Mr Bok believes his book proves that each vowel has its own personality, and demonstrates the flexibility of the English language. The book took seven years to research and write. Below there's an extract from one of Bok's chapters:-
from CHAPTER O - FOR YOKO ONO
Loops on bold fonts now form lots of words for books. Books form cocoons of comfort - tombs to hold bookworms. Profs from Oxford show frosh who do post-docs how to gloss works of Wordsworth. Dons who work for proctors or provosts do not fob off school to work on crosswords, nor do dons go off to dorm rooms to loll on cots. Dons go crosstown to look for bookshops known to stock lots of top-notch goods: cookbooks, workbooks - room on room of how-to-books for jocks (how to jog, how to box), books on pro sports: golf or polo. Old colophons on schoolbooks from schoolrooms sport two sorts of logo: oblong whorls, rococo scrolls - both on worn morocco.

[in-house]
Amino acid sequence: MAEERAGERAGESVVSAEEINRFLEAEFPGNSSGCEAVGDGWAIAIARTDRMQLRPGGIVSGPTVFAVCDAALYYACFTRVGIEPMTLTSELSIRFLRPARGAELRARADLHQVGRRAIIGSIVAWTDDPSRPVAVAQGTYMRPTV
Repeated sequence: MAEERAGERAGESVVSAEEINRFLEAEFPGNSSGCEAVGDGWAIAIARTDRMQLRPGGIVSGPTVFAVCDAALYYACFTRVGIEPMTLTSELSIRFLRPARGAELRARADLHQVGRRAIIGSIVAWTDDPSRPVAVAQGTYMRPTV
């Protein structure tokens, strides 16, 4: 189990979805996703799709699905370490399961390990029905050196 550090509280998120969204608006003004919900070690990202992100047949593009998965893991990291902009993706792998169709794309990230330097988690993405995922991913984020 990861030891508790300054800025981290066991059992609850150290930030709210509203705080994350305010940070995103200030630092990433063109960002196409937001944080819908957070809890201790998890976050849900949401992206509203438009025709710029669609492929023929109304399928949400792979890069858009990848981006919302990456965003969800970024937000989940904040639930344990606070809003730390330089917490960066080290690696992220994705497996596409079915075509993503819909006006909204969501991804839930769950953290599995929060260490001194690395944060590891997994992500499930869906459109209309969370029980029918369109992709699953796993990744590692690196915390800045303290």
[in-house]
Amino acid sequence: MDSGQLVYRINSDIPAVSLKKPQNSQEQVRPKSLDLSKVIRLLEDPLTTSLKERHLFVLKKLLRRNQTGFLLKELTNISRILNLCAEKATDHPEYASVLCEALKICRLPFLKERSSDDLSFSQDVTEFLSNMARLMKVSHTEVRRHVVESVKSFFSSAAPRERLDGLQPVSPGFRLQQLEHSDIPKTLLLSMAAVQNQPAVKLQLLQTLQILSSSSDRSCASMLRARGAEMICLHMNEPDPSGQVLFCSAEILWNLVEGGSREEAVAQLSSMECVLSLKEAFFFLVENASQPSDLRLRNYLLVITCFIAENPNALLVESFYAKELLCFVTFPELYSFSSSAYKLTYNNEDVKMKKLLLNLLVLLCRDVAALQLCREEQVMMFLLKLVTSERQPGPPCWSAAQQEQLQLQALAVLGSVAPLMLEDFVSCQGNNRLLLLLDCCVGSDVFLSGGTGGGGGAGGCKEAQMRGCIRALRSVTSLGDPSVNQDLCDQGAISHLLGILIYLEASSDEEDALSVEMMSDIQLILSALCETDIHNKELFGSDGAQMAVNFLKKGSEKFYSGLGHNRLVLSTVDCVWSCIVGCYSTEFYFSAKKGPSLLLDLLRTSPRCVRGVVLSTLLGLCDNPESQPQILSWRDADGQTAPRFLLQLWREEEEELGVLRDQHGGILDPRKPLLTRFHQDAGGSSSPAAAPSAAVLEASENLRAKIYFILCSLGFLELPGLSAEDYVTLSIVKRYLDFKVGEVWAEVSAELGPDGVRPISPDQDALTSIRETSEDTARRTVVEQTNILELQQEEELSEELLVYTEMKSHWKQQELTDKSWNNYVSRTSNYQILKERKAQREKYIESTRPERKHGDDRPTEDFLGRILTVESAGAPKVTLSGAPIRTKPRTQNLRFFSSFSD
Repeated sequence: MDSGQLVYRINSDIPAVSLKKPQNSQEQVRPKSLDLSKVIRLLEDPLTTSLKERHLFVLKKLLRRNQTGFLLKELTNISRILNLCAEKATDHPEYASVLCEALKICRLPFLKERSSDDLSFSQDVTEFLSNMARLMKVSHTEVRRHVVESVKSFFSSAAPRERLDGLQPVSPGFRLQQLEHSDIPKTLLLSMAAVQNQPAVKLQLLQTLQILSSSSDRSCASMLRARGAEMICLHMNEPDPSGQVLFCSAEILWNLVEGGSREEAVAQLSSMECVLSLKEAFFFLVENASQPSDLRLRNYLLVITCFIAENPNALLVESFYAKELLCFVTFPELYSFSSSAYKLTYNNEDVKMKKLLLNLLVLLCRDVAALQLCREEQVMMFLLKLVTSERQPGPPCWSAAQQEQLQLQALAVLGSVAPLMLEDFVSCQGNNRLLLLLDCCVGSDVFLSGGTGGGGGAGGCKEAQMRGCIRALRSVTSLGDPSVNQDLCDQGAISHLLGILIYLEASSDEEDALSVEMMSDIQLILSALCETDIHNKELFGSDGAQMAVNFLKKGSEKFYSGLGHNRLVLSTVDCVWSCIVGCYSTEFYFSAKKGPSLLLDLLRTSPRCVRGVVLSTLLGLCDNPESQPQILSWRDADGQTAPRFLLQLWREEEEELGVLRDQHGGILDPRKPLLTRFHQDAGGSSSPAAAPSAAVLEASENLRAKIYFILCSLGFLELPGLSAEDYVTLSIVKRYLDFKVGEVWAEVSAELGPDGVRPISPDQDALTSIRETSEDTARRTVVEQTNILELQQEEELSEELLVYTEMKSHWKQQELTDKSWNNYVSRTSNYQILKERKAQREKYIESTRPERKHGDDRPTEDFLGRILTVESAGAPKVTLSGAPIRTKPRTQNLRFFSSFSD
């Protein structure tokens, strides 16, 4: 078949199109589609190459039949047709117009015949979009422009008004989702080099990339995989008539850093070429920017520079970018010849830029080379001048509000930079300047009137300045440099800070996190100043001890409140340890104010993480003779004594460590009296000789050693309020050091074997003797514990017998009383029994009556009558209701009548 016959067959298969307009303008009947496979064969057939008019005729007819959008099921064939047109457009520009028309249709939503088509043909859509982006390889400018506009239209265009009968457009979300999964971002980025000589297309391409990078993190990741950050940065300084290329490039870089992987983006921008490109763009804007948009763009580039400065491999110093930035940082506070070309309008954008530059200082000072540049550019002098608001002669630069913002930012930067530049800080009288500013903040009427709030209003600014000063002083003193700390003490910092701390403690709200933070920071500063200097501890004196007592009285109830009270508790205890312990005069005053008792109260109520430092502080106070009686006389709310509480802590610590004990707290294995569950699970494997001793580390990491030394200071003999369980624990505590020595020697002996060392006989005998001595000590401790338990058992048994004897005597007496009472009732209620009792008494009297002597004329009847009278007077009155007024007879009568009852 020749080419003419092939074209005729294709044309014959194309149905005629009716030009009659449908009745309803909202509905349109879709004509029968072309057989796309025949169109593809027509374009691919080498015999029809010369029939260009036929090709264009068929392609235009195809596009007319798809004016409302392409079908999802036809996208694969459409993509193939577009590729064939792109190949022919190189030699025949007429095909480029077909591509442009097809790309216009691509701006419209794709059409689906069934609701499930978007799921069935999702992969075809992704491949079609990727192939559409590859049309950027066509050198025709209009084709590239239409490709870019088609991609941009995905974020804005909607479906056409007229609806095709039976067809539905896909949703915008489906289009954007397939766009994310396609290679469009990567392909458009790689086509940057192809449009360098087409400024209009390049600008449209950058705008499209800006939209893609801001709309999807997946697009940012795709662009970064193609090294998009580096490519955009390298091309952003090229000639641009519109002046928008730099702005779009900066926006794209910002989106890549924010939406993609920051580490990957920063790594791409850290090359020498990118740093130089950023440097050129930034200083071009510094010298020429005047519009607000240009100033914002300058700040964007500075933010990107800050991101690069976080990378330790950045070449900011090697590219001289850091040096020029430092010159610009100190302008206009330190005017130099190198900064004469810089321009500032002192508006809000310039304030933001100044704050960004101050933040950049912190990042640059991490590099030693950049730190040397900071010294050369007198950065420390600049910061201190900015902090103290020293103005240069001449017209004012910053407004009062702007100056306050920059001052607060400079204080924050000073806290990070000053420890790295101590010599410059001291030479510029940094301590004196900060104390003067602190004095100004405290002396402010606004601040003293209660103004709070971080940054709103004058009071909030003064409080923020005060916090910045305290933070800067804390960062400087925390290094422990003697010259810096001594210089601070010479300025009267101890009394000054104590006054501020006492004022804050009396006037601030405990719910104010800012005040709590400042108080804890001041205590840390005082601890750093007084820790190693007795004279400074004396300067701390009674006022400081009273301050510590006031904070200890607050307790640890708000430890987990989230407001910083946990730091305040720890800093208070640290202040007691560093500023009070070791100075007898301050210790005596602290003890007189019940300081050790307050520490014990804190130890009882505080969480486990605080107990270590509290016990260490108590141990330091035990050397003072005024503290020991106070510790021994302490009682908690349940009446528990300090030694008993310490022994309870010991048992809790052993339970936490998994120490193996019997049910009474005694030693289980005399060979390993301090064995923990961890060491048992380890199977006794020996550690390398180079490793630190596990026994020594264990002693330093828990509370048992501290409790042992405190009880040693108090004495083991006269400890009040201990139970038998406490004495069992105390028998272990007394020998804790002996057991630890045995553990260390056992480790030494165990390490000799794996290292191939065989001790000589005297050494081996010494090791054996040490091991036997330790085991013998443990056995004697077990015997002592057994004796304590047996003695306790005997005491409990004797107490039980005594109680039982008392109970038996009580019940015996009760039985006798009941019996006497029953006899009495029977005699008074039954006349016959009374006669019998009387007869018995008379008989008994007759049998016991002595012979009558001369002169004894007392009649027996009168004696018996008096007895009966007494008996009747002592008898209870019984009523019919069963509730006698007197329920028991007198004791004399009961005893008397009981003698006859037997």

BBC Website readers were asked to devise their own little pieces using only one vowel. Here's just a small selection:-
A Lancs man asks "Can that mad, bad, Yank MacCain catch Barack?" Lancs Man says Yanks want Barack? Fab! Mike W, Lancashire
Every sheep relent ! Seven enter where'er three entrench. Ten express envy. Better repent eh ? Very deep.... James Upton, London
Dull. Dull, ugly, uck:Tumult upturns, hurls, bursts, Curbs plush hush, Dull murmur gusts -Humdrum duck clucks thus. Laura Redfern, Conwy, Wales
John won't borrow Bok's book - too bloody wordy! Only O's? Noooooo! John W, Sheffield